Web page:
• Communication: My communication has improved massively in studying media because when planning a shoot, you need to be able to communicate with your models and anyone else involved so you get good pictures. It has taught me that I need to be very clear on what I want. This is a transferable skill because when I go out to work, in any job, you need to have good communication skills so you can convey your point.
  • Organisation: I have learnt that in order to plan a shoot, you need to be super organised because if you’re not, your shoot will not get done to the standard you want it to be. I also need to be organised to get my blog posts on time. If they do not get done, I will fall behind. Organisation is a transferable skill because it will really help me in life if I am organised and to order my work so I get it done on time.
  • Teamwork: Teamwork plays a very important part as when I do a shoot, I need to be able to work with people and communicate effectively. It is a transferable skill because you are always are going to have to work with people in any job.
  • Learning how to use adobe software: I have learnt how to use Adobe Photoshop and InDesign. While this may not be a transferable skill for all jobs, in the media industry, it would be very useful. It has also made me more aware of how to enhance images and how to create advertisements and magazine covers.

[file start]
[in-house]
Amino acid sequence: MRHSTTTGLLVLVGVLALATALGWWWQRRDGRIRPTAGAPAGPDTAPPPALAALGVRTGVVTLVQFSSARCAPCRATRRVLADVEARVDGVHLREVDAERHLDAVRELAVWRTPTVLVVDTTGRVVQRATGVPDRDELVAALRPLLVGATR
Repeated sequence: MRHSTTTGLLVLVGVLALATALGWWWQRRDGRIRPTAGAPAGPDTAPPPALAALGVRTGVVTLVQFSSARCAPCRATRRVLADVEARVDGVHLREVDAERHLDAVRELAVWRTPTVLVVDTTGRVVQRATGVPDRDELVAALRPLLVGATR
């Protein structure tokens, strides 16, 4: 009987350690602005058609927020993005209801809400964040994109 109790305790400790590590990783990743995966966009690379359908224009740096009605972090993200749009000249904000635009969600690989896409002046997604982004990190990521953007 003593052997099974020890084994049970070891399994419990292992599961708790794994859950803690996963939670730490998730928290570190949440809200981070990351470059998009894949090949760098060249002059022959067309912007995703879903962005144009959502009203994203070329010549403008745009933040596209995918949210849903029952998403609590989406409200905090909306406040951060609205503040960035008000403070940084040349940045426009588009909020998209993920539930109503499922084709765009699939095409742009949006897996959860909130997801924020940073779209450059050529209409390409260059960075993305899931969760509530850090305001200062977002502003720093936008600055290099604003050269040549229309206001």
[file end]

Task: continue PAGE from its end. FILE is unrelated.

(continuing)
What has gone well: 

  • I really like my double page spread and my front cover as I think they are quite realistic and magazine-like.
  • I have picked up how to use Photoshop and InDesign quickly.

Even better if:

  • I should watch more videos on Photoshop and InDesign to broaden my knowledge of the software.

Design Skills 2

I have learnt lots of new design skills and production techniques over the last few weeks. For example I have learnt how to do a drop capital on InDesign to make my double page spread more realistic. I have also learnt how to use one text box and add columns to it rather than doing two unidentical text boxes. Both of these things made my double page spread a lot easier to work with.

Furthermore, I have also improved my skills on photoshop. This includes cutting out as I have made an effort to make my cutting out more accurate. To broaden my knowledge on photoshop, I have also watched some videos so I can create better looking pictures which will make my magazine look more professional.

What went well was that I have improved my knowledge on both Photoshop and InDesign which has lead me to create a good double page spread. It would be even better if I carried on improving and enhancing my knowledge so that I can improve my coursework even further. I can do this by watching more videos and experimenting on the software.

My new design skills and production techniques have had a specific impact on my star image because it has made be portray what I want my stars to look like easier by using lighting effects and editing. It has also helped me to portray my genre because I can now add in extras which before, I didn’t even know how to do. My improved knowledge on InDesign has helped me to create a clearer and better narrative because I now have even spacing between by two columns and a drop capital makes my magazine look more realistic therefore, improving my narrative of a disco trio.

Design Skills 1